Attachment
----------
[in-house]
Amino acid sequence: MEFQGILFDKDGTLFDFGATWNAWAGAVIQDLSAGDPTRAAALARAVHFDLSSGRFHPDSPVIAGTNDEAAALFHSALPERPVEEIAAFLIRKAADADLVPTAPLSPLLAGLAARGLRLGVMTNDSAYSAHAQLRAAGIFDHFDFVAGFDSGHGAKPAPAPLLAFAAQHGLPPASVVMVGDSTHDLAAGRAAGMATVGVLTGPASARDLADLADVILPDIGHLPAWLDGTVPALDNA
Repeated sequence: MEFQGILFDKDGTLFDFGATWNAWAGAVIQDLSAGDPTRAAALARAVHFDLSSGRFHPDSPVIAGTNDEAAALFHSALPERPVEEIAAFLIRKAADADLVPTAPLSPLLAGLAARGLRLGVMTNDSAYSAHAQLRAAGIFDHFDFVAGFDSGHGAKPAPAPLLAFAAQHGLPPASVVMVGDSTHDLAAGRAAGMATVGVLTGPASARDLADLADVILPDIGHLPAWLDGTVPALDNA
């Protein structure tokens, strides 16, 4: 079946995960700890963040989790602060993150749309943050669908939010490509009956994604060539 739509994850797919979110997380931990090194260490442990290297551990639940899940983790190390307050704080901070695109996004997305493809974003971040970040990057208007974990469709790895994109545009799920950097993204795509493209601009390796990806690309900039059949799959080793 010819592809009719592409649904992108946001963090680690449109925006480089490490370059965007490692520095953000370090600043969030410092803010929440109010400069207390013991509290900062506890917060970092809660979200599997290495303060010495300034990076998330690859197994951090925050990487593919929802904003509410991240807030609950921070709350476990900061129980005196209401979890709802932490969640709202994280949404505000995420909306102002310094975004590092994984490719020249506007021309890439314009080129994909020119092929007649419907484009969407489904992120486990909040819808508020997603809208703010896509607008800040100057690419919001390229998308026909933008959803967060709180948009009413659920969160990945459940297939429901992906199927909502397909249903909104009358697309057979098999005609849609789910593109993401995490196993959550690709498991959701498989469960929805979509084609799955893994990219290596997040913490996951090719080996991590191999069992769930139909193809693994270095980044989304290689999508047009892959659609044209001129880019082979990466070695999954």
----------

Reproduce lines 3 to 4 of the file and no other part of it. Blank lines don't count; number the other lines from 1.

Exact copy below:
Repeated sequence: MEFQGILFDKDGTLFDFGATWNAWAGAVIQDLSAGDPTRAAALARAVHFDLSSGRFHPDSPVIAGTNDEAAALFHSALPERPVEEIAAFLIRKAADADLVPTAPLSPLLAGLAARGLRLGVMTNDSAYSAHAQLRAAGIFDHFDFVAGFDSGHGAKPAPAPLLAFAAQHGLPPASVVMVGDSTHDLAAGRAAGMATVGVLTGPASARDLADLADVILPDIGHLPAWLDGTVPALDNA
């Protein structure tokens, strides 16, 4: 079946995960700890963040989790602060993150749309943050669908939010490509009956994604060539 739509994850797919979110997380931990090194260490442990290297551990639940899940983790190390307050704080901070695109996004997305493809974003971040970040990057208007974990469709790895994109545009799920950097993204795509493209601009390796990806690309900039059949799959080793 010819592809009719592409649904992108946001963090680690449109925006480089490490370059965007490692520095953000370090600043969030410092803010929440109010400069207390013991509290900062506890917060970092809660979200599997290495303060010495300034990076998330690859197994951090925050990487593919929802904003509410991240807030609950921070709350476990900061129980005196209401979890709802932490969640709202994280949404505000995420909306102002310094975004590092994984490719020249506007021309890439314009080129994909020119092929007649419907484009969407489904992120486990909040819808508020997603809208703010896509607008800040100057690419919001390229998308026909933008959803967060709180948009009413659920969160990945459940297939429901992906199927909502397909249903909104009358697309057979098999005609849609789910593109993401995490196993959550690709498991959701498989469960929805979509084609799955893994990219290596997040913490996951090719080996991590191999069992769930139909193809693994270095980044989304290689999508047009892959659609044209001129880019082979990466070695999954």